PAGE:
Wow. I’ve made Daily Kos! Check it out here.
But before you read Daily Kos’ rant, here are the facts: Yes, I made a stupid mistake in my Sunday column.
I was not working on Monday but I routinely check my e-mail remotely and as soon as I realized I made the mistake, I sent in a correction to my editors.
Unfortunately, the correction fell through the cracks and didn’t make it into the newspaper today or the online version. As soon as I realized this morning that it had not been resolved, I chased it down and fixed the online version this morning. The printed version, or so they promise me, will appear in tomorrow’s paper.
What was the error? I swapped the outcomes of the House of Representatives’ votes on the Afghanistan and Iraq Wars. In the Afghanistan vote, only Rep. Barbara Lee, D-Oakland, voted no. In the Iraq War, 126 Democrats voted against it.
Absolutely, I should have caught it. The two or three editors who read the column should have caught it.
But we didn’t. Mistakes happen. It wasn’t intentional nor was it part of some grand scheme to misinform people.
Do I feel stupid? Absolutely. No reporter wants to make mistakes and we are usually a lot harder on ourselves when we make a mistake than you might imagine.
But Daily Kos, no one likes a bully.
A reader correctly pointed out that we should have shown the correction on-line as a correction rather than just make the change. If you click on the link to column, you will now see the error sentence with a line through it and the corrected sentence following it.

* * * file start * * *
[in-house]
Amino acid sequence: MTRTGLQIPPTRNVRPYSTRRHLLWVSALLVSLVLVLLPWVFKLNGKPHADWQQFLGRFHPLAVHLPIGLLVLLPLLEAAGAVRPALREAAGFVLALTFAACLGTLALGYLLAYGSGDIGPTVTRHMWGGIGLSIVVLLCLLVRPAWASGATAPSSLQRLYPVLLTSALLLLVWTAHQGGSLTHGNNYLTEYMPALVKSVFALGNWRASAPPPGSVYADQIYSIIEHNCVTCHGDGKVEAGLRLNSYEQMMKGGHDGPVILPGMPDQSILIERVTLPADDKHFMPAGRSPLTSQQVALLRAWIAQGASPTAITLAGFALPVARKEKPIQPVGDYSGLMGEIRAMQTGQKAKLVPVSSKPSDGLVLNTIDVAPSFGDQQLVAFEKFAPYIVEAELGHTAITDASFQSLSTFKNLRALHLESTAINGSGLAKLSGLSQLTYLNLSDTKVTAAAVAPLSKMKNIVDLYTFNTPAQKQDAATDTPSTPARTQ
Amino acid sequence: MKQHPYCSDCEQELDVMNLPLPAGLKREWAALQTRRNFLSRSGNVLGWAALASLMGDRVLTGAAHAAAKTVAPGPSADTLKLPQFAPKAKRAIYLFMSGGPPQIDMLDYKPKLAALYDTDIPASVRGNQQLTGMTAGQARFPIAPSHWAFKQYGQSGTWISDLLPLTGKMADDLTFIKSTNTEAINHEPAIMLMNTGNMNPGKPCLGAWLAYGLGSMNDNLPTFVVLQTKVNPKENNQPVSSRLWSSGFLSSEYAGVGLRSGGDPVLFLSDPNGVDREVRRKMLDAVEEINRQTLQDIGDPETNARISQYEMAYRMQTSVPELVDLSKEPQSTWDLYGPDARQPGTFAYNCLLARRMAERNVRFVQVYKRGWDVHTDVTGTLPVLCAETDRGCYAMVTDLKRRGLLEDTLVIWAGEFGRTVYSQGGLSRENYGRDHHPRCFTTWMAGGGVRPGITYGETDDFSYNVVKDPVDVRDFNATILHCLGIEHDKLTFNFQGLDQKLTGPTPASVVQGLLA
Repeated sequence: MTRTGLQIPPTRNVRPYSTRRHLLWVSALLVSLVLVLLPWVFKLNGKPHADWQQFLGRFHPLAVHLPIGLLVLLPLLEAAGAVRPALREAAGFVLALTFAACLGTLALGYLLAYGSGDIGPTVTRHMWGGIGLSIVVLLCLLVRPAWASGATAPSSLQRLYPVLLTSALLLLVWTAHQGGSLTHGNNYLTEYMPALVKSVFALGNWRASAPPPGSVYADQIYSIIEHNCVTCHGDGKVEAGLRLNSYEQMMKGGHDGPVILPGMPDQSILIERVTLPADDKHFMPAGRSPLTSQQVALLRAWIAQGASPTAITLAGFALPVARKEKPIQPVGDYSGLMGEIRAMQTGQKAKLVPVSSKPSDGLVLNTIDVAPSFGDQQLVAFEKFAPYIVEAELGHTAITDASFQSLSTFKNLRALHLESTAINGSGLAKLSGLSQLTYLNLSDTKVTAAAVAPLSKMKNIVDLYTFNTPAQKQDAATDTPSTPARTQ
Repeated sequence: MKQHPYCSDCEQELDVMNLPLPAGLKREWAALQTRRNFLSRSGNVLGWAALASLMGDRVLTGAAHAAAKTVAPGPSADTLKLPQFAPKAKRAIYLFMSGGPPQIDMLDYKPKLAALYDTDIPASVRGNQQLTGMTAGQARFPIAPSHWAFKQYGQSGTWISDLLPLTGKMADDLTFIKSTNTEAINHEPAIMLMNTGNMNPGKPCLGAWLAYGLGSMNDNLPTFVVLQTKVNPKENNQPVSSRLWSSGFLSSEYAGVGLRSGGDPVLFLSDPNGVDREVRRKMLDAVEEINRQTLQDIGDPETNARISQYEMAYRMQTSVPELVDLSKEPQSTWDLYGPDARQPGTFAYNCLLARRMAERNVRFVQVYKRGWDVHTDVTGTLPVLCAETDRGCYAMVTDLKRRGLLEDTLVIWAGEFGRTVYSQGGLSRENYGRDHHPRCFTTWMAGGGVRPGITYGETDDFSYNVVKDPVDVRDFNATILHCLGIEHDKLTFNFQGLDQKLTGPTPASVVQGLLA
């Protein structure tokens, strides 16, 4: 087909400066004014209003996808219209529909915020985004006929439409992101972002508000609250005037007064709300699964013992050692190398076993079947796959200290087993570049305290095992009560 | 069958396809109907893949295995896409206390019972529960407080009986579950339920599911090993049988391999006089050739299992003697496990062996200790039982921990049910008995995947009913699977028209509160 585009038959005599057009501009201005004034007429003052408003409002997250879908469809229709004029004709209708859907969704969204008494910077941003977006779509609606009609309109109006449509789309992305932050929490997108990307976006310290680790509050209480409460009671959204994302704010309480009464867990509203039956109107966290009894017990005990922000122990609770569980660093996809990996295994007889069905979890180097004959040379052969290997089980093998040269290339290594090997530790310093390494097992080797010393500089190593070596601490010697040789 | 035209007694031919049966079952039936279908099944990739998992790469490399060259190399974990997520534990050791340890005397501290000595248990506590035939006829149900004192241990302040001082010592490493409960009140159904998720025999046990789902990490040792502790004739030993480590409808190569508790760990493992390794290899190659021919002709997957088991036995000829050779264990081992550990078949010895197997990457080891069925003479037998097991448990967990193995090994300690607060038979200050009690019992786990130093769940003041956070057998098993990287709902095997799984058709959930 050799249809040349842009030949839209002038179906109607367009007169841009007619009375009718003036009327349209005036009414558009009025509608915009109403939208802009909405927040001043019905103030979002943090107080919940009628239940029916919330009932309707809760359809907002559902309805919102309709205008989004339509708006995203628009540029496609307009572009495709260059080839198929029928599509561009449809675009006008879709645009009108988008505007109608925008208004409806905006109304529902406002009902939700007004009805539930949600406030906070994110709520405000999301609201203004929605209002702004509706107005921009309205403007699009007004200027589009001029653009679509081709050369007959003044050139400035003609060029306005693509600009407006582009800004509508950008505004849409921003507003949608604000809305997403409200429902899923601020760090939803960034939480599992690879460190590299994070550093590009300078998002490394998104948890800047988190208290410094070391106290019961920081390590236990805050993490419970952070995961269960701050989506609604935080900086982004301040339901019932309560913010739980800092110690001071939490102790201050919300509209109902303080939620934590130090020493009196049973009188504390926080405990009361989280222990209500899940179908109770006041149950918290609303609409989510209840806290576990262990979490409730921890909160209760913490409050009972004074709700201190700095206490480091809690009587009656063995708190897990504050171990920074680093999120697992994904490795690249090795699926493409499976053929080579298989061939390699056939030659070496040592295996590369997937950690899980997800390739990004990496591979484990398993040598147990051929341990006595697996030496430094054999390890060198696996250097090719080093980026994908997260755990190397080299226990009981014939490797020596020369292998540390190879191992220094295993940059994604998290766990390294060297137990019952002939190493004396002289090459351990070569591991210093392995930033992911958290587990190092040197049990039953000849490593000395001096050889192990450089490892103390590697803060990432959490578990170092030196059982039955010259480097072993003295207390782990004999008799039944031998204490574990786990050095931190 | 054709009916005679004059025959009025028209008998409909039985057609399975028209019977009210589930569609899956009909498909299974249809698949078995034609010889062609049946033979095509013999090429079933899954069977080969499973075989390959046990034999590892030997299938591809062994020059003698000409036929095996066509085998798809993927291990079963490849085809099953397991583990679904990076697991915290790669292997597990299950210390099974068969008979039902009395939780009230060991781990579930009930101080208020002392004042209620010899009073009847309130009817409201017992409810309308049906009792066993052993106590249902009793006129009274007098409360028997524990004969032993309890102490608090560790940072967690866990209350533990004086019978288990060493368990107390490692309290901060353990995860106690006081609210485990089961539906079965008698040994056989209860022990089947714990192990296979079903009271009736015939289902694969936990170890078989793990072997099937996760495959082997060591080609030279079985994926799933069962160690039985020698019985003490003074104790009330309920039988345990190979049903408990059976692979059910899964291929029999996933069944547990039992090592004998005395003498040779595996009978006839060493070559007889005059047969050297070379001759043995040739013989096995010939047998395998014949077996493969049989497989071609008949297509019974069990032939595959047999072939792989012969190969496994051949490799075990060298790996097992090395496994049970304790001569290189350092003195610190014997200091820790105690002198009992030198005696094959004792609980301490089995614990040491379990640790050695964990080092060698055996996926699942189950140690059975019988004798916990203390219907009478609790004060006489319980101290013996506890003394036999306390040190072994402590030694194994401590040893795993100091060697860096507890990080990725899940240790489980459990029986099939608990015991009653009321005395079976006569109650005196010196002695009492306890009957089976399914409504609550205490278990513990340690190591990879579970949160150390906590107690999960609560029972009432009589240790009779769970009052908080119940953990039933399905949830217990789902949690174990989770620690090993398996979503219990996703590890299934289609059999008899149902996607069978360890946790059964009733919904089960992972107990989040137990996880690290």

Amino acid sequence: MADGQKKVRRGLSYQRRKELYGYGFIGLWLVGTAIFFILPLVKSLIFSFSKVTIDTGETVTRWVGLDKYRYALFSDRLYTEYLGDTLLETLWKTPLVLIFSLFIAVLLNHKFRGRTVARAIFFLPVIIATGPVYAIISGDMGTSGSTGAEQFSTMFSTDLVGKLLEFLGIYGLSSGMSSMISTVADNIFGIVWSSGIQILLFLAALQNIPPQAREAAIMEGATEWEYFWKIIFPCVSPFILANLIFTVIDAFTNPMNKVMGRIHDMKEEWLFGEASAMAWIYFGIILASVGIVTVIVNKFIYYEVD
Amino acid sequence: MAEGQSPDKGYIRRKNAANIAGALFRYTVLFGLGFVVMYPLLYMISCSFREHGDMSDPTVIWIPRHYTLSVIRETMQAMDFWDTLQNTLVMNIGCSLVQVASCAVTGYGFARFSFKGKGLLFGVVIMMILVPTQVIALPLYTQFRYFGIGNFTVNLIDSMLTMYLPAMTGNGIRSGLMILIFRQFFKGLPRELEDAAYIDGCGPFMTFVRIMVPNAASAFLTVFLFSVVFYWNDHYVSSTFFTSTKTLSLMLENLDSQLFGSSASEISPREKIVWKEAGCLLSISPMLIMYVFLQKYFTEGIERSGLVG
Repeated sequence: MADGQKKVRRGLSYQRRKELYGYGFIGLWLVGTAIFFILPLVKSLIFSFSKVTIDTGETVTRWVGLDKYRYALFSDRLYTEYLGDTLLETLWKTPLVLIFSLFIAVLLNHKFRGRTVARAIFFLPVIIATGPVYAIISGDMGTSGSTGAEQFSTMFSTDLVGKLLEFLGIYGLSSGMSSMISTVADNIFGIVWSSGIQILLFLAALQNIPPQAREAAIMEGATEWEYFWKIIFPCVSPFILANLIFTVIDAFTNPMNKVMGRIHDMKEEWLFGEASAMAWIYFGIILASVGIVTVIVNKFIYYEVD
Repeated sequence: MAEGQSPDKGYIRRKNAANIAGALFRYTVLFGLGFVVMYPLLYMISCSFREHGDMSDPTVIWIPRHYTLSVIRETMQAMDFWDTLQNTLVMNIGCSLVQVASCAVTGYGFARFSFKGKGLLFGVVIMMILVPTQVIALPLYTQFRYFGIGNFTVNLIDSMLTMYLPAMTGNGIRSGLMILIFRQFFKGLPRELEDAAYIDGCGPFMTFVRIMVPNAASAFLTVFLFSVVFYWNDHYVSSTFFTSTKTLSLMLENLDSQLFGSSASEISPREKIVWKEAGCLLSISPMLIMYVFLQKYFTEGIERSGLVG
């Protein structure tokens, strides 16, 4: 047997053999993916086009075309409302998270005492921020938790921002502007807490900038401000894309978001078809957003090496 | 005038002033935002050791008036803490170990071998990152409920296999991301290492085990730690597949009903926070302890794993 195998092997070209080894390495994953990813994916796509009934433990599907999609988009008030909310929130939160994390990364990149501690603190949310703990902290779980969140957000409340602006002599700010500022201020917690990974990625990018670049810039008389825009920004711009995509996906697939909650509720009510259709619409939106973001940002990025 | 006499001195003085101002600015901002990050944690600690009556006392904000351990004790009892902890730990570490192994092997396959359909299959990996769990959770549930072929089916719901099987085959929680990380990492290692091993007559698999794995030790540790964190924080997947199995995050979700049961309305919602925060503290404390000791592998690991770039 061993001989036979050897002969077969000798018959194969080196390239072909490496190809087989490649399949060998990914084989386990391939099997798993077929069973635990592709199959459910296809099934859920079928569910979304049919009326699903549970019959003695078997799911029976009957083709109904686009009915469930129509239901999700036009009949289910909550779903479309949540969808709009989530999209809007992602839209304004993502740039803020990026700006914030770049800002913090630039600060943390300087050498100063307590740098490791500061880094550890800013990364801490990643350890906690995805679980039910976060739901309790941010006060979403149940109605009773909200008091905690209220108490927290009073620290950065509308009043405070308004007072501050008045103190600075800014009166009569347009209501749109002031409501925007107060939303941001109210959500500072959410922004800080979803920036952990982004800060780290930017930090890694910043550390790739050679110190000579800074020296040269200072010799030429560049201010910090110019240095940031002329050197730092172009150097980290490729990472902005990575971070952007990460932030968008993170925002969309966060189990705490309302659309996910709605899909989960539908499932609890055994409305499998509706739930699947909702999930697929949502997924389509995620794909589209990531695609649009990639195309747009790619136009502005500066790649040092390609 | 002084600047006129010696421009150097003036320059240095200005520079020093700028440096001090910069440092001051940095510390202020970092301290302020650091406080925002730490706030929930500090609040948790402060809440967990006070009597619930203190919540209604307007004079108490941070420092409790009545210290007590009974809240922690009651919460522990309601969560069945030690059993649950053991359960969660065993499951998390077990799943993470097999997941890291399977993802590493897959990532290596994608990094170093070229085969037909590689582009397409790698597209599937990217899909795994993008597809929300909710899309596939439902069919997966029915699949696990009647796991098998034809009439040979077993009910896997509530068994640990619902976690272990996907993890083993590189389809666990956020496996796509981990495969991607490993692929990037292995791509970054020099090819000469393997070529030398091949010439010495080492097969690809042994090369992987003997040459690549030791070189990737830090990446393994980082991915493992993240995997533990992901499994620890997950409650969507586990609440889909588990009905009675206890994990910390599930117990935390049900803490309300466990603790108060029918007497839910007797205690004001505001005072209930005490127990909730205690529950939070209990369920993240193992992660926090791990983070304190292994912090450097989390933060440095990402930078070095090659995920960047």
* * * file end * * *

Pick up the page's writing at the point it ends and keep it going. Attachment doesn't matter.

Here’s what our on-line editor Ari Soglin had to say when I asked him about the proper format for making on-line corrections. It did require some extra work on his part.
I agree with this bloggers’ comments about how corrections should be displayed when it’s more than just, say, a typo or grammatical fix, and it’s been online for some time.
In blogging software, it’s easy to do a strikethrough of the old text and insert new material. We don’t have a content management system that makes life that simple, which is why we don’t routinely handle corrections that way. It would be more labor intensive.
Til we have a software solution, we’d need to devote some staff resources to corrections to display them in this manner. It’s not a huge task on one correction, but it’s also not unusual to have several corrections a day.
We’re examining all sorts of priorities when it comes to devoting more resources to online, and how we handle corrections is on that list.